Mr. Haggerty: I drew it to the attention of the Minister of Energy some time in May. Representatives of the Ministry of Consumer and Commercial Relations, the Ministry of the Environment and the Ministry of Energy were present. What more can a person do?

Hon. Mr. Davis: I think it was some two days ago that I overheard the conversation -- it may have been last Friday, but it has been within the last three or four days. All I am saying to the member is simply to ask the Minister of Consumer and Commercial Relations.


Mr. Martel: Mr. Speaker, I have a question for the Minister of Labour. The minister is aware that National Steel closed its doors in 1979 as part of a temporary layoff. On January 19, 1981, the company advised the United Steelworkers of America that it was going to be a permanent shutdown. Will those 225 employees who qualify now be eligible for severance pay?

Hon. Mr. Elgie: Mr. Speaker, I guess it all depends on what the date of notice of termination was. If I may have that information, I will be pleased to have it reviewed by our legal staff.

Mr. Martel: Let me reiterate my question. The union was advised on January 19, 1981, that the closure was to become permanent. Therefore, will these workers be entitled to benefits? What assurance can the minister give us that they will get those benefits?

Hon. Mr. Elgie: I understood the question perfectly. I simply said it will depend on what the legal definition is regarding the date of termination.


Hon. Mr. Grossman: Imagine that; isn’t that unusual!

Hon. Mr. Elgie: Imagine. Isn’t that funny; it’s very strange.

If the information is made available to me, I will be pleased to pursue it with the legal staff.


Mr. Elston: Mr. Speaker, I have a question for the Solicitor General.

Can the Solicitor General confirm to the House what he expressed to me yesterday, that although he was quite concerned about bringing the police complaints bill for third reading and ultimate passage and he felt it was important in relation to the social problems in Toronto this summer, he is content to leave the public hearing process until late this fall?

Also, will the minister advise the House whether he has taken any steps at this time to alleviate any difficulties he might foresee in Toronto this summer?

Hon. Mr. McMurtry: As far as the bill itself is concerned, it is scheduled for second reading later today. Originally, we had hoped we might be able to have the standing committee on administration of justice review the bill and hear submissions from the public in September. We now hear that because of previous scheduling that will not be possible.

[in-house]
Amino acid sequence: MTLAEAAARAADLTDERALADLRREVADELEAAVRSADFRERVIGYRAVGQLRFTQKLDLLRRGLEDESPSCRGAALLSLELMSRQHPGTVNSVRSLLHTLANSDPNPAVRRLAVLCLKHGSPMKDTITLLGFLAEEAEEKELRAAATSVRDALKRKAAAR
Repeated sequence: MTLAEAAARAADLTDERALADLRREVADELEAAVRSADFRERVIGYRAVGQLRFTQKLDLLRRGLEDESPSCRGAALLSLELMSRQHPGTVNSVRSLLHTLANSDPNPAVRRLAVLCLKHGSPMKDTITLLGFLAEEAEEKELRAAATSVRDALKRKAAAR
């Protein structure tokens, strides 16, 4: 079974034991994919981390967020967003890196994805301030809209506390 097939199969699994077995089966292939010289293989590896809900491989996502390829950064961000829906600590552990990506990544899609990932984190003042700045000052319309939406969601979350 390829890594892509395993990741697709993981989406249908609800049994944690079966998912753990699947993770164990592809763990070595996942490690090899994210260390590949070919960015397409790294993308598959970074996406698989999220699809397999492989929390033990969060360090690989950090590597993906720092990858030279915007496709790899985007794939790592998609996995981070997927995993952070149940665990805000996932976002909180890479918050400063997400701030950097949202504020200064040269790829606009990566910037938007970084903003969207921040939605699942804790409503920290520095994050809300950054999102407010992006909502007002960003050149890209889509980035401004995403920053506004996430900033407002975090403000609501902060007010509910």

I think all members of the House agree that public input is important, and we do not see any reason to abbreviate that process, given the importance of the legislation.

Yesterday, I shared with the member what had been communicated to me by the Metropolitan Toronto council, particularly the Metro chairman and the chairman of the Metropolitan Toronto Police Commission. They said if the bill were to pass second reading they might establish some sort of skeleton operation modelled on the bill over the summer, which of course would not have the authority the Legislature will provide to this complaints commissioner and his office staff should the legislation pass. It might give an opportunity for various citizens’ groups to assess the effectiveness of the individuals given the responsibility to process these complaints, and it might help clarify some of the issues before the justice committee hearings and before third reading. This is basically what we discussed, and I am happy to share it with the House.

3:10 p.m

Mr. Elston: Supplementary, Mr. Speaker: I wonder if the minister appreciates in the interim, while this skeleton operation is being put forward by the Metro Toronto council or whoever -- or even on behalf of members of his ministry -- that the citizens who are making complaints about police matters in Metropolitan Toronto will then have to be sure their problems are properly processed. They will have to be sure they go not only to the skeleton project but also to the procedure now in effect.

They may also have to take matters to legal redress in the courts to ensure they will be dealt with fairly. Does the minister not see a danger in putting the skeleton project in place when the Legislature has not sanctioned it and the people who are performing will not have the sanctions available to them when the legislation is finally passed?